US bond rally eases pressure on emerging market hedge funds

Falling US bond yields and a weakening dollar are helping drive a recovery in emerging market-focused hedge funds, after some managers including $12bn-in-assets Pharo Management struggled following a tough start to the year.

Emerging market funds gained 1.9 per cent last month, according to data group Eurekahedge, ahead of a 1.1 per cent gain among hedge funds more broadly. That leaves them up 5.4 per cent this year, still behind average hedge fund gains of nearly 8 per cent.

Emerging market managers have been benefiting from a recent decline in US Treasury yields, which soared earlier this year as the easing of coronavirus lockdown restrictions raised investor expectations of a strong US economic recovery and rising inflation.

The 10-year Treasury yield soared from 0.9 per cent at the start of the year to more than 1.7 per cent at the end of March as prices fell. However, it has since fallen back below 1.5 per cent, driven in part by rising US-China tensions.

Investors often pull out of emerging markets when US growth picks up and Treasury yields become more attractive, but they tend to pour money back in when US bond yields fall. The weakening of the dollar over the past two months has also helped to push down the costs of servicing debt in emerging markets, as a lot their debt is denominated in the greenback.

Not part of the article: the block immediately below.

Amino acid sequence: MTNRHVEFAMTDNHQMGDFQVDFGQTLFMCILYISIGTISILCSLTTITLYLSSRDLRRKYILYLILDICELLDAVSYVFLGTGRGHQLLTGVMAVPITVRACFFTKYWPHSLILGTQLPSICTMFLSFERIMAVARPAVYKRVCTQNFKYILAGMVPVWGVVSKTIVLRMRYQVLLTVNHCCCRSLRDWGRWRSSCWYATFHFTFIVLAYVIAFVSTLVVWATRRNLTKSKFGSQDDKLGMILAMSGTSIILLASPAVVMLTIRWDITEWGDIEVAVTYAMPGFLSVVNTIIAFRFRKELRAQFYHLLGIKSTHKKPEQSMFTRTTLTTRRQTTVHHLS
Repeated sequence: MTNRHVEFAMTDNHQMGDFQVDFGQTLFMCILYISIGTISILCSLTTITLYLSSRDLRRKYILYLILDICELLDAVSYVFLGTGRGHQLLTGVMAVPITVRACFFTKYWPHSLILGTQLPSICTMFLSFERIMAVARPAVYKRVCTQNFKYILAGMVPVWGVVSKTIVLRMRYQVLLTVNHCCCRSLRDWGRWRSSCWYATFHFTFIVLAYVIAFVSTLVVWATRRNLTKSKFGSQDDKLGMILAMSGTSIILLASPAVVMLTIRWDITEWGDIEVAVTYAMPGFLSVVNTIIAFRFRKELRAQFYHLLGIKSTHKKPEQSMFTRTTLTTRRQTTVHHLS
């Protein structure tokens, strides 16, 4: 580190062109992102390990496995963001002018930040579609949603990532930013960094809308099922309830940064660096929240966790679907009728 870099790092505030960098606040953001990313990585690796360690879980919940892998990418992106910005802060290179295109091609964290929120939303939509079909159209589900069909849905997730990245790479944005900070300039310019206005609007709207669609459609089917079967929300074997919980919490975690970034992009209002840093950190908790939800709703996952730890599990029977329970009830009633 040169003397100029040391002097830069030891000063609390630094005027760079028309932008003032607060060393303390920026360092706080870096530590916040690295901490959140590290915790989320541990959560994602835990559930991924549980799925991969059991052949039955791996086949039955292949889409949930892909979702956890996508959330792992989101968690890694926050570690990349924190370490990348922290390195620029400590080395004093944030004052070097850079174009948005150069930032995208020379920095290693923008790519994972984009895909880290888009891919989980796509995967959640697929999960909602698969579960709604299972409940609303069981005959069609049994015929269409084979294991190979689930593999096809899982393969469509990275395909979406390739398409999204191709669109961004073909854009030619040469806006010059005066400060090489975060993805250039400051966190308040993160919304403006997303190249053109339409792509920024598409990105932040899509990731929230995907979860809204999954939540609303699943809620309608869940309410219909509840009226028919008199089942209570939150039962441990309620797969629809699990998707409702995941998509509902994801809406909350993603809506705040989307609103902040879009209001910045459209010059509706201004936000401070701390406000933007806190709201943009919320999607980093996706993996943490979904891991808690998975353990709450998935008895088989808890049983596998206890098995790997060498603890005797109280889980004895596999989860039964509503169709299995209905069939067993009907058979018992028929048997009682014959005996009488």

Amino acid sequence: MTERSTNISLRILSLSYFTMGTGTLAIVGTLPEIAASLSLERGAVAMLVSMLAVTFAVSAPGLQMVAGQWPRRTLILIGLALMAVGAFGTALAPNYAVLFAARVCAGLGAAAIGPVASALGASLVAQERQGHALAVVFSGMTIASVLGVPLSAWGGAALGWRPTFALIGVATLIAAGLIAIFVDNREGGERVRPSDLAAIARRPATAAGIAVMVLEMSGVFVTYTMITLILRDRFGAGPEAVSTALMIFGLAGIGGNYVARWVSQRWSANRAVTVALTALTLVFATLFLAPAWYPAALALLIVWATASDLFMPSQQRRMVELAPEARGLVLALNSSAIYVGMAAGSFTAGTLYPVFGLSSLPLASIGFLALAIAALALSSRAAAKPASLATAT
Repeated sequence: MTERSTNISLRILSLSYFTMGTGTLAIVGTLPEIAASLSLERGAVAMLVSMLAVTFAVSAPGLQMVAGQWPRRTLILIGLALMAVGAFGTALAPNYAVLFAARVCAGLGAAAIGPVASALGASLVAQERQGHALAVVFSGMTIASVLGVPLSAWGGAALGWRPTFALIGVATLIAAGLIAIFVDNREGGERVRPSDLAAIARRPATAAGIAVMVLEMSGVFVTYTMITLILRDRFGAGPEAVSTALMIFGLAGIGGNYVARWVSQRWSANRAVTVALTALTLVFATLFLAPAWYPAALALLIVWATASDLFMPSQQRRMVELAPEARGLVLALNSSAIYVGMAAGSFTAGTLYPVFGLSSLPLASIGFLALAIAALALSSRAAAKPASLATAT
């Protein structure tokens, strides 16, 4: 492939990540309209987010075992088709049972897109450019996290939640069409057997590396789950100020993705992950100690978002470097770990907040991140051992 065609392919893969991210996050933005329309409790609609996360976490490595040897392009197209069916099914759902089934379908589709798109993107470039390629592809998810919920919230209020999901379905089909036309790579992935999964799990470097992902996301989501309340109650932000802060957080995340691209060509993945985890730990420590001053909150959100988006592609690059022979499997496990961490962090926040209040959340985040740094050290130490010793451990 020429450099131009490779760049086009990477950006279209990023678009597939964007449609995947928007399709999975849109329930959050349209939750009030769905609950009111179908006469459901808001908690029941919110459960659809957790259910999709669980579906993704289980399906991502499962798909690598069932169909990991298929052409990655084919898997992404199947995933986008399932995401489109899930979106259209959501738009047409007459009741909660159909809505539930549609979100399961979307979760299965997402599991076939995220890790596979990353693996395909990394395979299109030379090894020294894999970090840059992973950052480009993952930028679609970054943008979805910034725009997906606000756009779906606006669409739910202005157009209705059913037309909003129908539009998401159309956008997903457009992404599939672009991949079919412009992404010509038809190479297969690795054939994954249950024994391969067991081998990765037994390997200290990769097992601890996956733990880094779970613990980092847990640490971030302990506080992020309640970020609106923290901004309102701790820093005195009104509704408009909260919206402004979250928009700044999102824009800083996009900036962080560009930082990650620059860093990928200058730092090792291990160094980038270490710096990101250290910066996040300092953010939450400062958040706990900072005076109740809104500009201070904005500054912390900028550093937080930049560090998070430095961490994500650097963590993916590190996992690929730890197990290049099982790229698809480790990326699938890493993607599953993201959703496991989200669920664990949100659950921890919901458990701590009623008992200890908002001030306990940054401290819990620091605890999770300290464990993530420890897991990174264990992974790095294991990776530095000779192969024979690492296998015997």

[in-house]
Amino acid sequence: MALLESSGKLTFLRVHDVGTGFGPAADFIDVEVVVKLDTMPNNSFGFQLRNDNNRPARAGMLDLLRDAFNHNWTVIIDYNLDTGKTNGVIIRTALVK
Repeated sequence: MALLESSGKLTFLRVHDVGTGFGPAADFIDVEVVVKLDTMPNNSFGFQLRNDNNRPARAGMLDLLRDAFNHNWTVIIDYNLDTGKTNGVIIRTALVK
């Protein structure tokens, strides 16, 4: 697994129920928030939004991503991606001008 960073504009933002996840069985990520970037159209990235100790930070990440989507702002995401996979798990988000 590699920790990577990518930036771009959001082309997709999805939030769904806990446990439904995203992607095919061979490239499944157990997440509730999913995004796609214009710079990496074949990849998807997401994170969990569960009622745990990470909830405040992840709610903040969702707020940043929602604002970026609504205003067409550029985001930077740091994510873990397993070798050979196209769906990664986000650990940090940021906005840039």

London-based Pharo, which is headed by former Merrill Lynch banker Guillaume Fonkenell and which is one of the world’s biggest emerging markets hedge funds, was hit hard in the first quarter.

Its $5.6bn Gaia and $5.3bn Macro funds, which had both made money in each of the past five years, were down nearly 9 per cent and 7 per cent respectively at the end of March, according to numbers sent to investors, while its Trading fund was down around 11.5 per cent. The firm had been bullish on emerging markets and on some longer-dated emerging market bonds, said a person familiar with its positioning.

However, it has pared some of its losses over the past two months, benefiting from the more favourable conditions for emerging markets. Its Gaia fund is now down 6.3 per cent this year to the end of May, according to people who had seen the numbers. Its Macro fund is down 4.7 per cent, while its smaller Trading fund has lost 7 per cent, the people said.

“The last year has been tough for fund managers” in emerging markets, said Peter Sleep, senior portfolio manager at Seven Investment Management.

Pharo declined to comment on what had driven performance.

Other funds that have gained recently include London-based Carrhae Capital, which was up 2.7 per cent in its hedge fund and 4.5 per cent in its long fund last month, according to numbers sent to investors. The hedge fund has gained 2.1 per cent for the year, while the Long fund has gained 9.6 per cent.

Ali Akay, Carrhae’s chief investment officer and a former partner at hedge fund SAC, said that rising US bond yields had driven emerging market investors from growth stocks into value stocks, which had benefited some of its positions.

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